There seems to be some confusion regarding legislation from the U.S. House of Representatives and signed by President Barack Obama that would fund the operations of air traffic control towers.
According to a statement from the office of U.S. Rep. Tom Cotton, R-Dardanelle, the bill would stop the closures of Arkansas air traffic control towers by the Federal Aviation Administration (FAA).
“The FAA now has the funds to keep the towers in Arkansas open,” said Caroline Rabbitt, Cotton’s communications director in Washington.
But some local airport directors openly shared opinions that differed from Cotton’s assessment.
Fort Smith Regional Airport Director John Parker said while it was true that FAA-operated control towers, such as those in Fort Smith and Little Rock, would see their furloughs ended, the same was not true at smaller airports that rely on contracted controllers.
“The contract towers in the state … four of those locations were scheduled closures originally but they have been fully funded through June,” Parker said. The towers he spoke of were Drake Field in Fayetteville as well as airports in Rogers, Springdale and Texarkana.
Terry Gulley, director of transportation services for the city of Fayetteville, echoed Parkers statements regarding contracted towers, such as Drake Field’s.
“We’re still waiting to hear if that will include the tower money for the contract towers to remain open,” he said. “We haven’t been given official word.”
According to Gulley, funding for contracted towers scheduled for closure only runs through June 15.
Kelly Johnson, airport director at Northwest Arkansas Regional Airport, said while XNA’s contractor-operated control tower was not on the closure list, the airport is pushing for full funding of contractor control towers at the smaller airports surrounding XNA.
“We think it’s incumbent just from a safety perspective to keep all of these towers operational,” she said.
To prove how serious Johnson has taken the issue, the American Association of Airport Executives, where she serves as first past chairwoman, has filed suit against the FAA in an attempt to keep the group from closing or cutting operations at air traffic control towers.
“They (airports and communities) pushed all that back,” she said. “In all, 45 lawsuits (have been) filed against the FAA on this issue. And a lot of independent airports have filed lawsuits.”
In order to even keep the FAA control towers funded, in addition to the contract towers that will be operational through June, the legislation passed allowed the FAA to take money from an airport improvement program, something Johnson called “unprecedented.”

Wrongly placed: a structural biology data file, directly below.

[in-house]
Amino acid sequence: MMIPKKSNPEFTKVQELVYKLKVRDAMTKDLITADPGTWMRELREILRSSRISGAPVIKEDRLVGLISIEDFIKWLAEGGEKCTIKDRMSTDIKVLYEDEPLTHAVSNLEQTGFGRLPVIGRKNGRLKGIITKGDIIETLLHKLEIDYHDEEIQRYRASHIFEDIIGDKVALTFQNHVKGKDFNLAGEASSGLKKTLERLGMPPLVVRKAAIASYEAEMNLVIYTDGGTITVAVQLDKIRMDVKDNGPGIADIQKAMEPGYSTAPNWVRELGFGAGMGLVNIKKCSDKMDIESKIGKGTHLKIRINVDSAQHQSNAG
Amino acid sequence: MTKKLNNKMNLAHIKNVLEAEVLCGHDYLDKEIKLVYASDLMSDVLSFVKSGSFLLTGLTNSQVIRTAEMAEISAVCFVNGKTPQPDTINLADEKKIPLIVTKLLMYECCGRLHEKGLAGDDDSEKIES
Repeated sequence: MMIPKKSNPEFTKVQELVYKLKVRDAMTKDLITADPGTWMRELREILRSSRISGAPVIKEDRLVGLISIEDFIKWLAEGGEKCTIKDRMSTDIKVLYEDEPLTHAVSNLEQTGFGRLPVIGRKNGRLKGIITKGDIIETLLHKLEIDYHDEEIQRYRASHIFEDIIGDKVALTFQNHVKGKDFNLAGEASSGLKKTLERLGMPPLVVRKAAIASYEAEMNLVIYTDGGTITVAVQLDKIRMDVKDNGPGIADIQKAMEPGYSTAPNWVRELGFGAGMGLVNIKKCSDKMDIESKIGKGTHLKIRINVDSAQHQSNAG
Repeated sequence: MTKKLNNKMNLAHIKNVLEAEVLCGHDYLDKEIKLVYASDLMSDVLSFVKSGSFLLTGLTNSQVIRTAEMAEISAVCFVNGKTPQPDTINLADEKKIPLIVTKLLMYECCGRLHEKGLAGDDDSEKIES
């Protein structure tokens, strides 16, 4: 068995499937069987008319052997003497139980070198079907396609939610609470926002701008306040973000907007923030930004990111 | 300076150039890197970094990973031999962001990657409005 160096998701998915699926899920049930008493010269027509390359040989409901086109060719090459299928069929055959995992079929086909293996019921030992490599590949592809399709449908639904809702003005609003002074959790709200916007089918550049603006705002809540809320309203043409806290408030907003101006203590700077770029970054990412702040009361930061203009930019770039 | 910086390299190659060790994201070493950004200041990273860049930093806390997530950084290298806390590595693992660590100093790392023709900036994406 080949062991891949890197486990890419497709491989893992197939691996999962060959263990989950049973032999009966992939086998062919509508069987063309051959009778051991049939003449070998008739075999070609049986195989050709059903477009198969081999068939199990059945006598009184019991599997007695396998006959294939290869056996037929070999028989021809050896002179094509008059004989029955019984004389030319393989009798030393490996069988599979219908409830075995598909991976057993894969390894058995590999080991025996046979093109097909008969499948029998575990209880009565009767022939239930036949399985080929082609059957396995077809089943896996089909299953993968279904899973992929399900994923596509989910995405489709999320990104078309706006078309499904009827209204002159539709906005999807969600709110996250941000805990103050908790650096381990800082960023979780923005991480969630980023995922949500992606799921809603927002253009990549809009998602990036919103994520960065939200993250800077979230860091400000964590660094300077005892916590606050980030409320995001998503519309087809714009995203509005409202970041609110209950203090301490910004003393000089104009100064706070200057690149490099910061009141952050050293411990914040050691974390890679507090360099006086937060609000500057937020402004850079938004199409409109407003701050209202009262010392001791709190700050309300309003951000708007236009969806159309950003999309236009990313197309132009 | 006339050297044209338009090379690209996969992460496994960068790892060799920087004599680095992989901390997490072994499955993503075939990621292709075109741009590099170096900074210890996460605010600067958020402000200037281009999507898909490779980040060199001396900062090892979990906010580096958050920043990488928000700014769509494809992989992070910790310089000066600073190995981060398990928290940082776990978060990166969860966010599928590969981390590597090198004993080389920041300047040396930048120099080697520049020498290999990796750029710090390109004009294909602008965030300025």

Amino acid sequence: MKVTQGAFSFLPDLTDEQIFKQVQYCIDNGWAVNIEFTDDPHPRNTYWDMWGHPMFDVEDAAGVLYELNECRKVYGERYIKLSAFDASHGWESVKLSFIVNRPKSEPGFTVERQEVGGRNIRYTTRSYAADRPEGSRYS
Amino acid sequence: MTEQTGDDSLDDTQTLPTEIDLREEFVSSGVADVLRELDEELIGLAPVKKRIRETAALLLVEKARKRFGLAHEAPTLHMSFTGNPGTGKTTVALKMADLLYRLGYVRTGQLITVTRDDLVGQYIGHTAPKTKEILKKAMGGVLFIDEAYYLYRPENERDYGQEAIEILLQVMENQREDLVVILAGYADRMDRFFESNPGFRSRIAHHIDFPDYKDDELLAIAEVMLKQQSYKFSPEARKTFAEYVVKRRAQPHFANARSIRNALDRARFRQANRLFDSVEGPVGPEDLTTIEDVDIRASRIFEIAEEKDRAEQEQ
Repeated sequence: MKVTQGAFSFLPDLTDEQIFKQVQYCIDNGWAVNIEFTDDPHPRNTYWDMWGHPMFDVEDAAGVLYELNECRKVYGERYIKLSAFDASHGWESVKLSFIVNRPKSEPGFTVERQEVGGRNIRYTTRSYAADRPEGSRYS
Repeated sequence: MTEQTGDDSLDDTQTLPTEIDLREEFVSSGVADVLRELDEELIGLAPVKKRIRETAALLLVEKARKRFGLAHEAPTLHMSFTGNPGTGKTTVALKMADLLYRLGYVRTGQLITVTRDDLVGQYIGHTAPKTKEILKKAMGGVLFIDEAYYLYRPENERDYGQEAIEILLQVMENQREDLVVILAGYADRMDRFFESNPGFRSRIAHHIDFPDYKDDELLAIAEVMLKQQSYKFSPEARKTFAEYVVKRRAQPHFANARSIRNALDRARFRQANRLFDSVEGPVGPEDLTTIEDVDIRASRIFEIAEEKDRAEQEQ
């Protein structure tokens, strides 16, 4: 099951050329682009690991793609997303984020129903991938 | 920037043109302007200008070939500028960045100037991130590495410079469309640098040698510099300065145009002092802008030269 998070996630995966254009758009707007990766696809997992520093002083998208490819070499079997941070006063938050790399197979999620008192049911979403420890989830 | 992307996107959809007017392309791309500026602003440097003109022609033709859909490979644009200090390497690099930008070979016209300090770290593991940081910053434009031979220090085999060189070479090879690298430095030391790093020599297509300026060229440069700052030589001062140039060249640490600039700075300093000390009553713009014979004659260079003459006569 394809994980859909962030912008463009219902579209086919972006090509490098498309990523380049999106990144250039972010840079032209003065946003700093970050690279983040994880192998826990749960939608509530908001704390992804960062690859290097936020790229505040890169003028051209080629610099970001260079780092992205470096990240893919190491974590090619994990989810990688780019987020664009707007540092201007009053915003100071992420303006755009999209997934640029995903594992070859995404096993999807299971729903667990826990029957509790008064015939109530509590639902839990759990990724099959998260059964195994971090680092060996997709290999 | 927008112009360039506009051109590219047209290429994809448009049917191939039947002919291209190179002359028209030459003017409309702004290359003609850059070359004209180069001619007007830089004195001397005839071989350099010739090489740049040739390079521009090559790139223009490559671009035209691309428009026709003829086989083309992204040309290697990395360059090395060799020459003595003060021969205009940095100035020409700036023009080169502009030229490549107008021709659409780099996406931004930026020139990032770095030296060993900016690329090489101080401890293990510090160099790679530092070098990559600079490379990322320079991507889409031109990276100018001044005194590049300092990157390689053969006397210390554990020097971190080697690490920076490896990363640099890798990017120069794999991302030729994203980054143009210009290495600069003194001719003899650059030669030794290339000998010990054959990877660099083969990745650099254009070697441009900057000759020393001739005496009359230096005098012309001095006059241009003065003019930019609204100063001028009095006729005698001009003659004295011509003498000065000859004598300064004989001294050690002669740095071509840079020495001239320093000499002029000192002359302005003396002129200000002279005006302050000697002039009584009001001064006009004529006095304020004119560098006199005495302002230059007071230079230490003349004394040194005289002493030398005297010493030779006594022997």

“It’s the first time in the FAA’s history that they have moved capital money to fund any kind of operational expense,” she said. “It’s good for the public to keep these controllers at work, but down the road when us airports need that money for improvements, that money will not be available.”
The money, Johnson said, was not set aside for any one particular project, instead calling it discretionary.
“It’s a slippery slope,” she said, reiterating that the money will be needed at some point down the future.
In fact, Johnson said the money is supposed to be used for projects of “national importance.”
And while funding for FAA towers has been provided through the end of this year, Gulley said the lack of a funding measure has put Fayetteville in a tight spot. Recently, the city council set aside a little less than $200,000 to fund Drake Field’s control tower through the end of the year. The funds, Gulley said, came from the city’s general fund.
Even though the extension through June 15 has kept the city from spending that money to keep the tower open, if no resolution is found, the city will expend the majority of that to keep the tower open 12 hours per day and will need to find the money again in the following year’s budget.
“It costs a little more than $20,000 per month to run that tower and keep it open,” he said, adding that he hopes a clear answer is given to Fayetteville and other cities seeking funding in order for their contracted towers to stay open.
Also, while the temporary furlough of air traffic controllers may have caused delays at some of the nation’s busiest airports, Parker said in Fort Smith and other regional airports, no impact was felt.
Regardless, Johnson said the furloughs and the impending closure of the contracted control towers should not have happened.
“We saw what happened – it backed up the system, causing misconnects that cost no telling how much money,” she said. “It disrupted commerce for the entire country for a political statement and we just think that’s wrongheaded.”
Cotton has sponsored H.R. 1432, titled the “Air Traffic Control Tower Funding Restoration Act,” which it has been referred to the House Committee on Appropriations.
Asked for comment, Rabbitt, Cotton’s spokeswoman, gave the following statement after stating that towers in Arkansas would remain open since, she said, the FAA now had the funding: “As far as a comment I am going to forward you the statement we put out after passage.